The Okinawa Diet and long life
March 16, 2005
The Okinawa Diet, derived from the nutrition and eating habits of people from that Japanese Island, has been credited with giving people all around the world the benefits of good health and long life.
When the Japan Ministry of Health, Labor and Welfare conducted the Okinawa Centenarian Study in 1976, it was to investigate anecdotal reports of the long life expectancy of Okinawans.
What it found were low rates of cardiovascular disease and hormone-dependent cancers, low rates of dementia, strong bones and many other signs of vitality amongst the elderly in Okinawa.
The people of Okinawa live longer and are healthier than anyone else in the world. There are more than 800 centenarians living on the tiny island and diseases like cancer, diabetes and hypertension are rare. Healthy seniors work actively in fishing and farming, seemingly immune to the effects of old age.
Authors of the Okinawa Diet Plan, doctors (and brothers) Bradley and Craig Willcox, joined the Okinawa Centenarian Study 10 years ago. The study, started by a Tokyo-based cardiologist, Dr Makato Suzuki, carefully studied the genetic makeup and lifestyles of the Okinawans.
The Willcox doctors were struck the uniqueness of the people and their lifestyle.
"Okinawa appeared to have alot of healthy elderly people and it was kind if a special place in terms of diet and lifestyle so the government of Japan was very interested," Dr Bradley Willcox said.
He was convinced by his participation in the study that diet was an important factor.
"There's many things in the Okinawan diet that have contributed to their chances of living longer and healthier than other populations," he said.
"The Okinawans ate alot of water-rich foods and sweet potatoes and other vegetables and they ate alot of salad as well and when they ate meat, it was boiled and the fat was scooped away," Dr Willcox said.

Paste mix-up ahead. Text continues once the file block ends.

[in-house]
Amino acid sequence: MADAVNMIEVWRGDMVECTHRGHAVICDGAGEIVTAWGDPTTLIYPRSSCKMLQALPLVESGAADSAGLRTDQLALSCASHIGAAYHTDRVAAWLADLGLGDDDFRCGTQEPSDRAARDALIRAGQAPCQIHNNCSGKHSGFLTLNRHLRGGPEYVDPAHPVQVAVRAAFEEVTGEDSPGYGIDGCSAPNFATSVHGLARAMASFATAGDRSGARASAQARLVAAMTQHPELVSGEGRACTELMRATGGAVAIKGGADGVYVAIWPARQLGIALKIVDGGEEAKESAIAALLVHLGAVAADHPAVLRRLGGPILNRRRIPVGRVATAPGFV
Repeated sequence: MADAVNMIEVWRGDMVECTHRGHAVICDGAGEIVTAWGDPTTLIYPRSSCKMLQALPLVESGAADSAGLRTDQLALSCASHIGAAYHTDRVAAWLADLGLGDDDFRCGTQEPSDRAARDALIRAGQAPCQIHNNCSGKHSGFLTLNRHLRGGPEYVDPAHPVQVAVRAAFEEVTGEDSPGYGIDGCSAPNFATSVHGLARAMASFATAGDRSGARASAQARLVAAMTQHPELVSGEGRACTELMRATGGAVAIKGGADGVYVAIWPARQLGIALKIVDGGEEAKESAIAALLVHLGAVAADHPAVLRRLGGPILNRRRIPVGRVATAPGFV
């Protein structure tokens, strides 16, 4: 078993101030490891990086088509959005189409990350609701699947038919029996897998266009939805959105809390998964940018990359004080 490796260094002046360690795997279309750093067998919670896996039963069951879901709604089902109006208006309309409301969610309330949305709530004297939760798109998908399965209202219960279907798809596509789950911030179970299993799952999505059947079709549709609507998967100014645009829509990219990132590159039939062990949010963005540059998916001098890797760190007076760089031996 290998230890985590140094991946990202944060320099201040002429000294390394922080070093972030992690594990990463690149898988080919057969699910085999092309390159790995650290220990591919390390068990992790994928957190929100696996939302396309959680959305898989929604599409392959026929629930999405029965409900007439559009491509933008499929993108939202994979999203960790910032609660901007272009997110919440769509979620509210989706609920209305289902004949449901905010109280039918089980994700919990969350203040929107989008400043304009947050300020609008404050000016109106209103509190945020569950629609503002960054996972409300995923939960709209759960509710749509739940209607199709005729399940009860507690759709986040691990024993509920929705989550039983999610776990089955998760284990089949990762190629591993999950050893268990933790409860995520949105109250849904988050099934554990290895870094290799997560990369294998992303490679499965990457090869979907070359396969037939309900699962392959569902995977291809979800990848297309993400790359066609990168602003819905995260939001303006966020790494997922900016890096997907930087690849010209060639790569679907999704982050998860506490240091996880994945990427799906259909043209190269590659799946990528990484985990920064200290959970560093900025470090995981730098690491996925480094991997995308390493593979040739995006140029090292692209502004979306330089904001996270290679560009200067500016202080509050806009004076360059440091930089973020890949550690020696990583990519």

Small portions of protein like fresh fish and tofu and carbs that were unprocessed and as natural as possible, like brown rice and whole wheat.
Dr Bradley Willcox said that exercise was important too as were other environmental and social factors.
"They were physically active, hence they were in energy balance, they were lean all their lives, those centenarians, they didn't smoke, they drank in moderation, they had good social networks and social support, they got better health care," he said.
When Australian grandmother Dora Wurtz turned 105 she attributed her long life to eating good food regularly.
"I think you've got to have proper meals, not eat one day and have just a pick the next day, you've got to have proper meals," Ms Wurtz said.
Ms Wurtz also credited an absence of stress in her life and avoiding cigarettes and alcohol as being critical to longevity.
Charlie Fleming turned 101 and said plain food and getting enough sleep were his secrets.
"The simplest of food, no luxuries, I would say that was a contributing factor," Mr Fleming said.
"I never knew the taste of alcohol until I was 50 years of age."
But some are critical of the Okinawans' legacy of good health being translated as another fad diet for modern societies, and their obsession with staying young.
Scientist David Suzuki said that it was far more important to find ways to reintegrate our elders back into the community so they can enjoy their twilight years with dignity.
"Why are we cranking up people out of medical school to go and do cosmetic surgery for God's sake? This whole obsession with staying and looking young is not accepting basically, that we are biological creatures, we're ageing as a part of our lives," Dr Suzuki said.
But Dr Willcox said if we took a leaf out of the Okinawans' book, we could grow old gracefully, without ever needing to go under the knife.
"Better diets, fewer calories, more vegetables and fruits, less red meat, fish at least a couple of times a week, soy is a good source of healthy protein. Those kind of changes, whole grains rather than white grains, simple changes in your life," Dr Willcox said.